How is it being a father in modern Canada? You need look no further than hands-on dad Justin Trudeau to see how progressive Canadian fatherhood is. But does the state help out with paid paternity leave?
Like everywhere in the world, Canada’s family landscape is in a state of constant evolution. Many factors affect this, including the social, economic and cultural environment, and the fact that as of 2015 Canada has had a liberal government that had parental rights as one of its key focal points. As a result Canada’s 8.6 million dads play a greater role in their children’s lives than ever before.
In recent years the role of the father has evolved and the traditional ‘bread winner’ stereotype is less prevalent.
Fathers in Canada
In recent years the role of the father has evolved and the traditional ‘bread winner’ stereotype is less prevalent. Fathers have embraced a more engaged role in the family/household and have benefited from a change in the relationship between fatherhood and the workplace. In fact in 2014 only 17% of families had the father as the sole earner (it was 51% in 1976). Prime Minister Justin Trudeau, father of three, is perhaps the perfect embodiment of Canada’s progressive and hands-on attitude to fatherhood.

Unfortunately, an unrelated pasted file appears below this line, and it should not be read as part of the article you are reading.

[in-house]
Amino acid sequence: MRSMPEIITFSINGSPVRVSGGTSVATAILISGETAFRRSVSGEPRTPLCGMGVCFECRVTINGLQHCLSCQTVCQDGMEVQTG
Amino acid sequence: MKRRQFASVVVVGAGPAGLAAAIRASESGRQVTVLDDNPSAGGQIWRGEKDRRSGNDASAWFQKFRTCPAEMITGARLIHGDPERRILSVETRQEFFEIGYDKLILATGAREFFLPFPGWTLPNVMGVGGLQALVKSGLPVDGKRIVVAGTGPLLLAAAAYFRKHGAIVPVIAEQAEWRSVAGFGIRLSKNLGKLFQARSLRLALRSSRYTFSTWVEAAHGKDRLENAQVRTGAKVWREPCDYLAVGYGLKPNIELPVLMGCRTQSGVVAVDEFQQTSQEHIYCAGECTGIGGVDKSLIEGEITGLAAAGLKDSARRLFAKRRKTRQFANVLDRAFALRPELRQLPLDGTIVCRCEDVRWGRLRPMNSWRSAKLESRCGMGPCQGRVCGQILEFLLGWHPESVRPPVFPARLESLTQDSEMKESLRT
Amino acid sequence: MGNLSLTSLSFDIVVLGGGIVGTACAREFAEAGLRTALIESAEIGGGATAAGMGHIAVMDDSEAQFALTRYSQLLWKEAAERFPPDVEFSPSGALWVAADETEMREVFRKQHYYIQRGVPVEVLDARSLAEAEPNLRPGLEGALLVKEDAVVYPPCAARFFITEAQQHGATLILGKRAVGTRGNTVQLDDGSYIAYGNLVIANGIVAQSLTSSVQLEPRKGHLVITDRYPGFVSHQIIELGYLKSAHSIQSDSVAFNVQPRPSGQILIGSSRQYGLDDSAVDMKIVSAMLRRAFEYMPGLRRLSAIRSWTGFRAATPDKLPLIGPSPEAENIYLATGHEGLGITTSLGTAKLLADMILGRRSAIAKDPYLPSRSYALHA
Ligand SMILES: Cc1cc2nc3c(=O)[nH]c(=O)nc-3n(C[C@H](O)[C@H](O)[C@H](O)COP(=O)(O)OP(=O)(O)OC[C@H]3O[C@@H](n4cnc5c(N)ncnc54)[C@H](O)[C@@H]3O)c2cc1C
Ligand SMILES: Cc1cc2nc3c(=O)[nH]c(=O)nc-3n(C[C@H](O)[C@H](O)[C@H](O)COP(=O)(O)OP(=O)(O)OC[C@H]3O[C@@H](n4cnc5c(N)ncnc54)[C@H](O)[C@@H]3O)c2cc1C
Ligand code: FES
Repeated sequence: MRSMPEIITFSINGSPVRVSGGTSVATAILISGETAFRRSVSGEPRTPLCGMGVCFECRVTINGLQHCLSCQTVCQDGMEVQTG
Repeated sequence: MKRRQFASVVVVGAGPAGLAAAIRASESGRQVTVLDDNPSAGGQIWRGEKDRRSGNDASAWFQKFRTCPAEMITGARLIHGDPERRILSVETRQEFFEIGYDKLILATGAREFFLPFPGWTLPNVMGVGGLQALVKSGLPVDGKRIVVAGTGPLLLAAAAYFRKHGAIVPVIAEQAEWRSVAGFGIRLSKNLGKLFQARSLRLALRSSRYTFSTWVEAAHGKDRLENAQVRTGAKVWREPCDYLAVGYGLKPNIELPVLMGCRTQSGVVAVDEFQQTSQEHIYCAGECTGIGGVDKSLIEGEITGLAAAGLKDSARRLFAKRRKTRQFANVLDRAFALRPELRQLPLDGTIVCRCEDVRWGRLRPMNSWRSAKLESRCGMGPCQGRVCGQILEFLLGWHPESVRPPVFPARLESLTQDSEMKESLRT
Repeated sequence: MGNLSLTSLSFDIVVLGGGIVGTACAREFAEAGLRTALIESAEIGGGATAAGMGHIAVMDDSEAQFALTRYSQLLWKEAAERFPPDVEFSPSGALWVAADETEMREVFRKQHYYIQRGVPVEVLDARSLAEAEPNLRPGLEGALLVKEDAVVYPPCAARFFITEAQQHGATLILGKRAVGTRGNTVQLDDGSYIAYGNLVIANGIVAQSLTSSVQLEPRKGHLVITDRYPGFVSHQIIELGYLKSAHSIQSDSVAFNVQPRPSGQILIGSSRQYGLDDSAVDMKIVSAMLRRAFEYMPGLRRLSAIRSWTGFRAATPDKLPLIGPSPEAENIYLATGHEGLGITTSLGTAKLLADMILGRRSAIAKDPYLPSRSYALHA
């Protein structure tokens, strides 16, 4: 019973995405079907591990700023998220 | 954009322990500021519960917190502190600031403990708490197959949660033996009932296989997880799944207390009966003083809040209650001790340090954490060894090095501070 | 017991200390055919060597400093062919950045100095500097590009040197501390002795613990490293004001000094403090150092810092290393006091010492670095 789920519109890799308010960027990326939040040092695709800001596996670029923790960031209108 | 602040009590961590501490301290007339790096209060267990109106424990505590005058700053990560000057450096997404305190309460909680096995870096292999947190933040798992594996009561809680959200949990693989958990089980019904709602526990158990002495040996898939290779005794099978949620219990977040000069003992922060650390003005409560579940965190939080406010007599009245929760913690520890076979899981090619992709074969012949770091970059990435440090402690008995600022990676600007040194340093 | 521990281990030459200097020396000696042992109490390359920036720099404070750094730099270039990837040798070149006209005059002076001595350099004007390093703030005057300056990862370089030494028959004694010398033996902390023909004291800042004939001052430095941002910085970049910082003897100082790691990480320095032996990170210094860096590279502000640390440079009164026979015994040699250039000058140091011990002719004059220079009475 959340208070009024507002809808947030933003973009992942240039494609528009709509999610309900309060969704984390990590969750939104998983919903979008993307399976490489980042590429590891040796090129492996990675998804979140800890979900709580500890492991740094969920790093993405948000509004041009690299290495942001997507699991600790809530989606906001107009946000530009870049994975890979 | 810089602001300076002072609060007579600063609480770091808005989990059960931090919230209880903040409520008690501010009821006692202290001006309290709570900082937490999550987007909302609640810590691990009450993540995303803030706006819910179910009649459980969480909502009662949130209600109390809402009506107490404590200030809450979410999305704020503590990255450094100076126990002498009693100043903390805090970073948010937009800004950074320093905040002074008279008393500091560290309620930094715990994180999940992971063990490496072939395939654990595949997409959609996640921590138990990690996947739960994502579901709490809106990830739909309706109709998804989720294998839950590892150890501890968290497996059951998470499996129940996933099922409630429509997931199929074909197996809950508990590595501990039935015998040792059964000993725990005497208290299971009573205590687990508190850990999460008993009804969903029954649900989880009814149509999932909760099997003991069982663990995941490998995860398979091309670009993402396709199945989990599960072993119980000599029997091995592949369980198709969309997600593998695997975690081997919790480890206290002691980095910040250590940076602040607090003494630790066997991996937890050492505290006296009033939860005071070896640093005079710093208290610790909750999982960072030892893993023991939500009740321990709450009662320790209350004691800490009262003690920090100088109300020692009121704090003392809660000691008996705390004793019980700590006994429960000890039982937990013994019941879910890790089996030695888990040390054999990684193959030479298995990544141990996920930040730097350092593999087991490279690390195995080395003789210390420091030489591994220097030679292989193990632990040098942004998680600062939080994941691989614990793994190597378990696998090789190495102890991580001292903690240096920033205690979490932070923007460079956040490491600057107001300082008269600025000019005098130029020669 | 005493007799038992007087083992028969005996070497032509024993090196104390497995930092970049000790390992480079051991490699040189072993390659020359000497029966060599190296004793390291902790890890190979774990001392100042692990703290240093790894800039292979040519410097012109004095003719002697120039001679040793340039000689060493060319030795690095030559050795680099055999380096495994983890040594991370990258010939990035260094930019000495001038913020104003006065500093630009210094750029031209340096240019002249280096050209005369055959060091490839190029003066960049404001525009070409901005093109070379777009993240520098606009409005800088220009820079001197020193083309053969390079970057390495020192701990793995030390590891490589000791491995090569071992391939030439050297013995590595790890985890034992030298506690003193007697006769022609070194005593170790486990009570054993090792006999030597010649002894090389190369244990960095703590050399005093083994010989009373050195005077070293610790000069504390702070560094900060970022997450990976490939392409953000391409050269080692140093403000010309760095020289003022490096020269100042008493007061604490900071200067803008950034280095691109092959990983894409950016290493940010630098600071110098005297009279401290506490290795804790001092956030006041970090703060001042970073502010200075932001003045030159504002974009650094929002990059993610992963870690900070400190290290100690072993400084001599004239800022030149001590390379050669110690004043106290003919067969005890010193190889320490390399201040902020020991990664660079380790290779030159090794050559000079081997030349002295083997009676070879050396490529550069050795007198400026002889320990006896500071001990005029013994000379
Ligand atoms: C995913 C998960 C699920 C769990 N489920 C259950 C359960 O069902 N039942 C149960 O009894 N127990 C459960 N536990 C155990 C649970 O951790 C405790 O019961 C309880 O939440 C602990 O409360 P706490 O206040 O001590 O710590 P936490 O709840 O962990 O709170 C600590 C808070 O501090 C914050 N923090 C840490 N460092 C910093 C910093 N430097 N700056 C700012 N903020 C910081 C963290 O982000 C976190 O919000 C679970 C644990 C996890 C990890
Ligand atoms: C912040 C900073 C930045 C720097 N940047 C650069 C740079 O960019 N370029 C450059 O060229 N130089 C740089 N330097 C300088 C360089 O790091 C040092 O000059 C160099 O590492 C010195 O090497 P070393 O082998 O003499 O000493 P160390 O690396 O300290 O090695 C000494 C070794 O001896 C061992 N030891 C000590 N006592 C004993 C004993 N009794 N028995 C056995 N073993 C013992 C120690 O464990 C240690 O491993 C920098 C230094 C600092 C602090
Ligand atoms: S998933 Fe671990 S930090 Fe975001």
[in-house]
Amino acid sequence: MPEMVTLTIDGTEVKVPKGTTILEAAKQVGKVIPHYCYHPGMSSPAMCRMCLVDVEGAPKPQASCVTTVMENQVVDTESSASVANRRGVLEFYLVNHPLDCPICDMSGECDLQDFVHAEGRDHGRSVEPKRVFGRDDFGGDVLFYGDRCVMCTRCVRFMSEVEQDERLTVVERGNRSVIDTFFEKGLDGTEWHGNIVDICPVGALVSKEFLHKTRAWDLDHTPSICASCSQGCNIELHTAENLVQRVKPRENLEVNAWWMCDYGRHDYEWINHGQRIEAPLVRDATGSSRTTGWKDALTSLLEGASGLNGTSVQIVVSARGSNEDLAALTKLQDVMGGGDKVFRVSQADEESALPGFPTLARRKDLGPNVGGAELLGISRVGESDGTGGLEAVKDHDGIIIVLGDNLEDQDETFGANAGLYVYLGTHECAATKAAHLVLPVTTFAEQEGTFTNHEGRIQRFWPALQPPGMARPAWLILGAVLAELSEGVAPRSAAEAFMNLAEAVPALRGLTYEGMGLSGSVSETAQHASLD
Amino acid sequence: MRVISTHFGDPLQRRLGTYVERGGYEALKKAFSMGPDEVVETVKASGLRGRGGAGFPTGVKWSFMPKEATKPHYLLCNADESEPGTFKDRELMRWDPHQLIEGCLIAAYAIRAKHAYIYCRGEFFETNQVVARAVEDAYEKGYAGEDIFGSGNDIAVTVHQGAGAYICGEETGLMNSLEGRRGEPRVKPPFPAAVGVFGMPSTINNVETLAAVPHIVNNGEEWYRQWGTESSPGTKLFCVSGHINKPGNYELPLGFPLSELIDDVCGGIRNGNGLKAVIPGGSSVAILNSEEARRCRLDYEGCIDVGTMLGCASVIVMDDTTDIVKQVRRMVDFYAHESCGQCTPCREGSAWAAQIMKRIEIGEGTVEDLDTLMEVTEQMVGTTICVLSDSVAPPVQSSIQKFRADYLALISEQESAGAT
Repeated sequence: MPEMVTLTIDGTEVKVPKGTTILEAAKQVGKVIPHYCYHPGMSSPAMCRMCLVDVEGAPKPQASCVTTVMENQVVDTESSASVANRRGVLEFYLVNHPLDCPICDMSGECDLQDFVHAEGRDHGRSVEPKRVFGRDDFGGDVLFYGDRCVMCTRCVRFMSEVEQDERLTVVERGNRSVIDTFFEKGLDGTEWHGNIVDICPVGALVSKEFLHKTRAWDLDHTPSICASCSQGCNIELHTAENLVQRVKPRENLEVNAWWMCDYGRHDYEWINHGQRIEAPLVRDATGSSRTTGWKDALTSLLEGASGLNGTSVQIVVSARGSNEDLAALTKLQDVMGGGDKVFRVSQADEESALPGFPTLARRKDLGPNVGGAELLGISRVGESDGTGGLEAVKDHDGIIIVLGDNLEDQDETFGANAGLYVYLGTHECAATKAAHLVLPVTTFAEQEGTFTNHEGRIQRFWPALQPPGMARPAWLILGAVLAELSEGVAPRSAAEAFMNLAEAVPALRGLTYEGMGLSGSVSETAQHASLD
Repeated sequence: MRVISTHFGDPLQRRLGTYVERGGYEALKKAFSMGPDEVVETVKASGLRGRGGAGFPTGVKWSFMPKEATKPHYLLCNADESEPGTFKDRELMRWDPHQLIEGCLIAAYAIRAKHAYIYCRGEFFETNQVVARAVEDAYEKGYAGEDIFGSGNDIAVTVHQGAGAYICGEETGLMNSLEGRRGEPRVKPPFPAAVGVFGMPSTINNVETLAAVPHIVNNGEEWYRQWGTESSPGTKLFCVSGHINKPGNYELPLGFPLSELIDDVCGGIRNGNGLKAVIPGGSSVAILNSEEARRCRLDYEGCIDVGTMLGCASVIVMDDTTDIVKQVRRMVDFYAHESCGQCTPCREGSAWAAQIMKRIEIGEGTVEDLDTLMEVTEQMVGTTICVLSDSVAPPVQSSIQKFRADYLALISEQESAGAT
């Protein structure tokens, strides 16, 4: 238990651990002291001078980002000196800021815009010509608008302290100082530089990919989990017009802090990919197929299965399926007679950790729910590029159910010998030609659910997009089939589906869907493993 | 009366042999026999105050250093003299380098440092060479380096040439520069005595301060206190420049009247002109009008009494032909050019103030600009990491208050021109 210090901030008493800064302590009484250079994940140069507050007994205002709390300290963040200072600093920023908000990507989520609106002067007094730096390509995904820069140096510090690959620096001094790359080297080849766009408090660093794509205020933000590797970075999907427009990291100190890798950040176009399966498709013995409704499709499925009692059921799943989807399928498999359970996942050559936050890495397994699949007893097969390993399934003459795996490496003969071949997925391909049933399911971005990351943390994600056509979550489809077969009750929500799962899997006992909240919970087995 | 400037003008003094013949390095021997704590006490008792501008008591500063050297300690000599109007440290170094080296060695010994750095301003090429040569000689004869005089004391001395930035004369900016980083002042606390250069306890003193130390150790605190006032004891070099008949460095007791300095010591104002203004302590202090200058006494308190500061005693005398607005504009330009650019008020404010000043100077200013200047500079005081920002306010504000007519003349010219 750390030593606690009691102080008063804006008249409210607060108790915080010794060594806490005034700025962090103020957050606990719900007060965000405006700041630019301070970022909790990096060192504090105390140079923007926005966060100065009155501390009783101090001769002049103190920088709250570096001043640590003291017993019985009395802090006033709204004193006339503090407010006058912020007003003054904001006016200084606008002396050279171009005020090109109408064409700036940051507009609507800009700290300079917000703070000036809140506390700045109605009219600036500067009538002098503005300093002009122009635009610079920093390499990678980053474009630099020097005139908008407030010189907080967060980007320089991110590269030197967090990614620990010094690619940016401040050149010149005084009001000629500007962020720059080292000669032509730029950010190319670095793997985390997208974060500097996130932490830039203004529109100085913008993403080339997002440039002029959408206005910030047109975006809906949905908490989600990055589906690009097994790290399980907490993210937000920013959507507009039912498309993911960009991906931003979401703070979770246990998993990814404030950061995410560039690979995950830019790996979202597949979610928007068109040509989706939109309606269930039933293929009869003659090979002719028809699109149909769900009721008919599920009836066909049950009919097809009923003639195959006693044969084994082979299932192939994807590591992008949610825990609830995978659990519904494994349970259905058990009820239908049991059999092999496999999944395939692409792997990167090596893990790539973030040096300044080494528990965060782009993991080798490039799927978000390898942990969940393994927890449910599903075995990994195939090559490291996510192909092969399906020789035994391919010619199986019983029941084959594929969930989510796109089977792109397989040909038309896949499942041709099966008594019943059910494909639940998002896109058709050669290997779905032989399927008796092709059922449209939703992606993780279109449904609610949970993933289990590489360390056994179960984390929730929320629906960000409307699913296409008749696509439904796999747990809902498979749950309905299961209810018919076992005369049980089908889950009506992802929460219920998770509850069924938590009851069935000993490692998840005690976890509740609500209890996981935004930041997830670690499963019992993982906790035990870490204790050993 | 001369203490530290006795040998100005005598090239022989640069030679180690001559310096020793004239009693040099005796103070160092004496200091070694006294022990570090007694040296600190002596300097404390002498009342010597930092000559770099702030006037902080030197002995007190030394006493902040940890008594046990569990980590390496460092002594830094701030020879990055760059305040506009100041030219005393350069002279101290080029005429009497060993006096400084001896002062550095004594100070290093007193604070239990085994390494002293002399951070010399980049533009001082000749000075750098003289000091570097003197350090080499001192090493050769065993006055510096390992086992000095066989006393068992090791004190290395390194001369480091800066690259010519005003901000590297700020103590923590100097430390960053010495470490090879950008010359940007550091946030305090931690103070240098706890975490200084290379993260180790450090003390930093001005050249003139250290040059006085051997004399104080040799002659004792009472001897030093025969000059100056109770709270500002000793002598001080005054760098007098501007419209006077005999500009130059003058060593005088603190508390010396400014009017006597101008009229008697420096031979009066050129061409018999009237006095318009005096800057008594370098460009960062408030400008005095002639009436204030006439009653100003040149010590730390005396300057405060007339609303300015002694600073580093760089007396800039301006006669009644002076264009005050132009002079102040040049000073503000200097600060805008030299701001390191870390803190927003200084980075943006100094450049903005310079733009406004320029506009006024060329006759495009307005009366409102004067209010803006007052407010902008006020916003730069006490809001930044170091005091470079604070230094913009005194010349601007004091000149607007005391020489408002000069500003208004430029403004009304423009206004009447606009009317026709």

Stay-at-home dads are also on the rise. In the past it was rare for a father to be the primary care giver to a child while the mother worked – just 1% of Canadian families in the 1970s had this dynamic while now it is up to 11%. Even those fathers that do work tend to enjoy a better work-life balance in Canada, with Statistics Canada stating that 78% of Canadian working fathers report being happy with their work-life balance. There are many factors that contribute to this figure, but one of the key reasons is that, in general, Canadian employers are committed to enhancing the work-life balance for their workers. For fathers this means flexible working hours, and the option of taking unpaid leave should the need arise.
Stay-at-home dads are also on the rise
For new fathers, or soon-to-be fathers, paternity leave is a key concern. In Canada the government mandates paid leave for one or both parents. The leave is paid through Employment Insurance (EI) – similar to National Insurance in the UK. Parents get 35 weeks of paid leave and it can be split between parents however they choose. EI covers 55% of the average weekly wage, up to a maximum of $485 per week (£285).
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